Missouri districts with a low starting salary can apply for a state grant to raise their minimum teacher salary to $38,000, but the application is voluntary, requires local correspondence, and state funds are not available. are not guaranteed after next year.
All the variables cause even the most grateful district leaders to proceed slowly and cautiously.
Fordland Superintendent Chris Ford said after asking many questions, talking to other district leaders and attending webinars, he plans to recommend applying for the state grant from the school board.
“I’m grateful for the money from the state because we don’t pay teachers enough, especially in small rural schools. There’s a lot of inequality in rural schools and (salary) is one of them” , Ford said.
“Every child needs the best possible teacher, no matter what community they live in and we don’t attract the best and brightest because we don’t pay them enough.”
The starting salary in Missouri has long been ranked near the bottom nationally. In state law, the minimum required is $25,000 – although many suburban and urban districts pay much more.
Gov. Mike Parson highlighted a higher starting salary for teachers as part of his annual State of the State address.
State lawmakers rose to the challenge and earmarked $21 million in grants in the fiscal year 2023 budget — which may soon be enacted — to help any district willing to raise its starting salary to $38,000 this fall.
However, lawmakers are not requiring all districts to move all teachers to that amount or change the minimum in state law.
To access the funds, a district must apply and cover 30% of the amount needed to fill the gap and bring all teachers up to that minimum. For example, if the gap is $3,000 to bring a teacher to $38,000, the district pays $900 and the state pays $2,100.
Ford said pressure from lawmakers to allocate more public funds to school transportation, which many districts subsidized heavily, frees up operating funds that can be used for the local game.
The budget also includes funds for Career Ladder, which allows experienced teachers to be paid more for doing extra work.
Ford said all the funds are helping, but also raising questions, including whether the money will be available after next year.
“They all made it clear that it was an annual credit,” he said. “Well, that’s a little scary.”
This fall, the starting salary for teachers at Fordland was set to be $35,500. If the district wins the grant, Ford said the additional funds are expected to help 10 of the district’s more than 50 teachers.
He said districts that improve starting pay through the state grant must communicate the precarious funding situation to teachers.
“We need to have a long-term plan to pay teachers better, but I think it’s a good start,” Ford said. “We need to be able to tell our teachers that the money is there to pay teachers what they are owed and what they are worth.”
Ash Grove Superintendent Aaron Gerla said the big question is “what happens after the first year.”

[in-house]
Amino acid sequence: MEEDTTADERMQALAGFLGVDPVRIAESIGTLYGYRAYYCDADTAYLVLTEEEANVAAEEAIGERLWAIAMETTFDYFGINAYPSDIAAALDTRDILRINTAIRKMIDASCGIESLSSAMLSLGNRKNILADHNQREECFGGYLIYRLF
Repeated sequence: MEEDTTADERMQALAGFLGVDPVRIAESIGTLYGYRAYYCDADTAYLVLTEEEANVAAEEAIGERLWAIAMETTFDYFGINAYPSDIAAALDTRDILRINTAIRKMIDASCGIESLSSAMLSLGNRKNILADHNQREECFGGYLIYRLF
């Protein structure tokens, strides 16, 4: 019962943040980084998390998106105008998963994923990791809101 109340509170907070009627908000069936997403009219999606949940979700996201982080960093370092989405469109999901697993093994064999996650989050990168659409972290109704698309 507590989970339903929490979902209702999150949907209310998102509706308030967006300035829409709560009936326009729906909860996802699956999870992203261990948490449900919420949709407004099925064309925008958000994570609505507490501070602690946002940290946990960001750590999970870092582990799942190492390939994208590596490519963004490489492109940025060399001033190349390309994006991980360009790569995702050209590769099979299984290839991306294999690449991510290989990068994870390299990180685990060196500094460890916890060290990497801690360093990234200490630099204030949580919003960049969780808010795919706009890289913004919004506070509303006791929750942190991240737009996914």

He said the starting salary at Ash Grove, northwest of Springfield, was $35,000. The district plans to apply for the grant to fill the gap.
Under the plan, any teacher currently earning less than $38,000 – regardless of their number of years of experience – will move up to this level.
Gerla said new teachers will get the biggest pay raise and that raises a question. “If we’re going to give a teacher a $3,000 raise, what will that look like for everyone else?” He asked.
He said districts that already have a starting salary of $38,000 don’t have access to state grant funds.
“You’ve got a lot of districts around that are already at $38,000 and they’ve been working hard to get over $38,000 and now all of a sudden they’re going to want to stay above everyone else,” Gerla said. . . “That money will have to come out of their budget.”
Gerla said starting pay and raises are a critical factor in recruiting and retaining employees. But this is not the only factor.
He said the district is finalizing an agreement with Evangel University to help teachers earn their master’s degrees. The school board is also studying the possibility of moving to a four-day school week.
Gerla said districts with a starting salary fairly close to $38,000 will be able to cover a home game more easily than a district with a $10,000 to $13,000 gap.
“At the moment this is a voluntary program, so you don’t have to be part of it. You can opt-in or opt-out,” he said.
Nixa is one of the southwestern Missouri districts that is ineligible to apply for state grant funds. His starting salary is over $39,100.
“There’s nothing in it for us, not a penny,” said Mark McGehee, executive director of human resources.
He said districts in southwestern Missouri are facing higher costs and inflation. In Nixa, to cover running costs, the district may need to draw on reserves to establish a final budget.
McGehee said teacher pay levels have been a statewide issue and need to be addressed: “I want to keep fighting for our teachers for more money because they are definitely doing an amazing job. They work so hard.”
He thanked lawmakers who fought to include the money in the state budget, but said he hoped the work would continue for years to come.
“I don’t want to be seen as someone who doesn’t appreciate that, but the fight has to be about more than that,” he said. “Honestly, it will take a little more than that for teachers to be competitive with other states.”
Claudette Riley is the News-Leader’s educational reporter. Email news tips to email@example.com.